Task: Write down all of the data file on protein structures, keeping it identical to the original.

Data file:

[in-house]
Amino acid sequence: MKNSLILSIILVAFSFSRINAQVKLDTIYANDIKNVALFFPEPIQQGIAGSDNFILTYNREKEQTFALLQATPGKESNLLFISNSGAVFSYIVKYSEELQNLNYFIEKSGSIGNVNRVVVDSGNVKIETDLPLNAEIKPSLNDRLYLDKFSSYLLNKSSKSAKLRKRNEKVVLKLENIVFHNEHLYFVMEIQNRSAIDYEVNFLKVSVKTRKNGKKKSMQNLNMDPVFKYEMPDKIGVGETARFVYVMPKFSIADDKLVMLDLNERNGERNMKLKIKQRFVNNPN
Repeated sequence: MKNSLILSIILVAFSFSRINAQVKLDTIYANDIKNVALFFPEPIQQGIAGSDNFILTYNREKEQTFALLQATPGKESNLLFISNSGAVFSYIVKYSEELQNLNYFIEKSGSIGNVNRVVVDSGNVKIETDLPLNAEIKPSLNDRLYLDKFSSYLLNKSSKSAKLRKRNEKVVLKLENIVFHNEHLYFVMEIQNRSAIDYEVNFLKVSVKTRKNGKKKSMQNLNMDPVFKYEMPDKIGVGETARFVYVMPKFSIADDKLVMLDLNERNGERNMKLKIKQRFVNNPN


[in-house]
Amino acid sequence: MKNSLILSIILVAFSFSRINAQVKLDTIYANDIKNVALFFPEPIQQGIAGSDNFILTYNREKEQTFALLQATPGKESNLLFISNSGAVFSYIVKYSEELQNLNYFIEKSGSIGNVNRVVVDSGNVKIETDLPLNAEIKPSLNDRLYLDKFSSYLLNKSSKSAKLRKRNEKVVLKLENIVFHNEHLYFVMEIQNRSAIDYEVNFLKVSVKTRKNGKKKSMQNLNMDPVFKYEMPDKIGVGETARFVYVMPKFSIADDKLVMLDLNERNGERNMKLKIKQRFVNNPN
Repeated sequence: MKNSLILSIILVAFSFSRINAQVKLDTIYANDIKNVALFFPEPIQQGIAGSDNFILTYNREKEQTFALLQATPGKESNLLFISNSGAVFSYIVKYSEELQNLNYFIEKSGSIGNVNRVVVDSGNVKIETDLPLNAEIKPSLNDRLYLDKFSSYLLNKSSKSAKLRKRNEKVVLKLENIVFHNEHLYFVMEIQNRSAIDYEVNFLKVSVKTRKNGKKKSMQNLNMDPVFKYEMPDKIGVGETARFVYVMPKFSIADDKLVMLDLNERNGERNMKLKIKQRFVNNPN